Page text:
by Esther Eriksson von Allmen '19
His name was Mohammad.
But before I knew this, I simply identified him as the shy, brown boy with freshly clipped hair and a plastic Safeway bag in place of a backpack. Keeping his gaze downward, he wavered apprehensively by the doorway of our classroom as we peered curiously from our seats, struggling to catch a glimpse of this new stranger. He wore a thick puffer coat even though we were in the middle of a late- August heat wave.
Mr. Gregal guided the boy to the front of the classroom, gently coaxing him forward with the same tenderness a person would handle a neglected kitten.
“Guys, this is MO…HA…MMAD…,” he said in an exaggerated voice that would likely be deemed offensive nowadays. “…and he’s from Egypt!” His over-enthusiasm made Egypt sound like Disney World. “He’s gonna be with us for the rest of the year, so let’s all be on our best behavior!”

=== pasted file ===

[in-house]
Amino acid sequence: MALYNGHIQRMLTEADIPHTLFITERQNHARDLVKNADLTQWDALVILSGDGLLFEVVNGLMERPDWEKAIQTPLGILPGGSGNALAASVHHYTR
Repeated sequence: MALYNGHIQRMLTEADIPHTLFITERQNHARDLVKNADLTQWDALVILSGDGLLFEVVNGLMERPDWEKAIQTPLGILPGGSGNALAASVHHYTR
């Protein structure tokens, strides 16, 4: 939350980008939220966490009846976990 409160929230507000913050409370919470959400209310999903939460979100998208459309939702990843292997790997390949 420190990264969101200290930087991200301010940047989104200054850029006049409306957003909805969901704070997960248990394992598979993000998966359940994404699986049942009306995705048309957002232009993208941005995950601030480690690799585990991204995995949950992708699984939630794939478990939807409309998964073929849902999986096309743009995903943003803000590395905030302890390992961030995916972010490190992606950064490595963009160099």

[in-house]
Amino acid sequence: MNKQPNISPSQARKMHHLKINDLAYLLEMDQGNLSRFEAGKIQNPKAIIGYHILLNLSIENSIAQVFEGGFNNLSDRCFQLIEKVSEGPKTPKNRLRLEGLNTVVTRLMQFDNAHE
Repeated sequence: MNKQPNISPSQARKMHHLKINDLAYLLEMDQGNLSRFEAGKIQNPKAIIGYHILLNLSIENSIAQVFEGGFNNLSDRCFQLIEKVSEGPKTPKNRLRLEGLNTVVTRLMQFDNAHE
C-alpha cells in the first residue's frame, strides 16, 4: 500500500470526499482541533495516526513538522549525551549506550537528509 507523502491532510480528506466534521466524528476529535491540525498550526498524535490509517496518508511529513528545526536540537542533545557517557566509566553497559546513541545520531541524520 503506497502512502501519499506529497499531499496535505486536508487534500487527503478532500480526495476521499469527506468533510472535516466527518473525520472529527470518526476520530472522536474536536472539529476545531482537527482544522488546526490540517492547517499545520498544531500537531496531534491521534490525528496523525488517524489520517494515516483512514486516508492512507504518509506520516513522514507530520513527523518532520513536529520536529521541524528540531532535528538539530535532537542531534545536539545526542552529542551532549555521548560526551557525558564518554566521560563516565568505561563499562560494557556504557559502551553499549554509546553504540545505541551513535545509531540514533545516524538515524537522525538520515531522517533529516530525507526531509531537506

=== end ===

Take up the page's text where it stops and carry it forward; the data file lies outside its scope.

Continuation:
Without saying a word, the boy sat himself down at the desk farthest away from the whiteboard, stretched his arms out onto the table allowing his forehead to sink into the crease of his elbow, and promptly fell asleep. We watched in shock as he dozed for three hours through both math and English. And we watched in amusement as Mr. Gregal struggled to get a handle on the situation. Did this boy understand what school entailed?
Simply put, he was strange from the beginning.
While I was packing up my school bag at the end of the day he approached me with a piece of paper and an ink pen.
“Can I have your telephone number?” he asked in a thick Arabic accent. I felt a twinge of reluctance creep up in my mind, but swept it aside and wrote down my phone number.
Later that night he called me unexpectedly.
“Is this Esther?” he near-shouted from the other side of the line. (He pronounced his Ss like Zs.)
“Uh…yeah this is Esther.” His enthusiasm caused me to grin.
“Oh Esther! Will I see you tomorrow?”
“Eh, yeah. I’ll be at school tomorrow,” I replied, thinking my response rather obvious.
“Okay, well it’s very nice to speak with you, and I’ll see you tomorrow then!” he bubbled and then promptly hung up the phone. The whole thing was bizarre, but I appreciated the refreshingly candid gesture of friendship.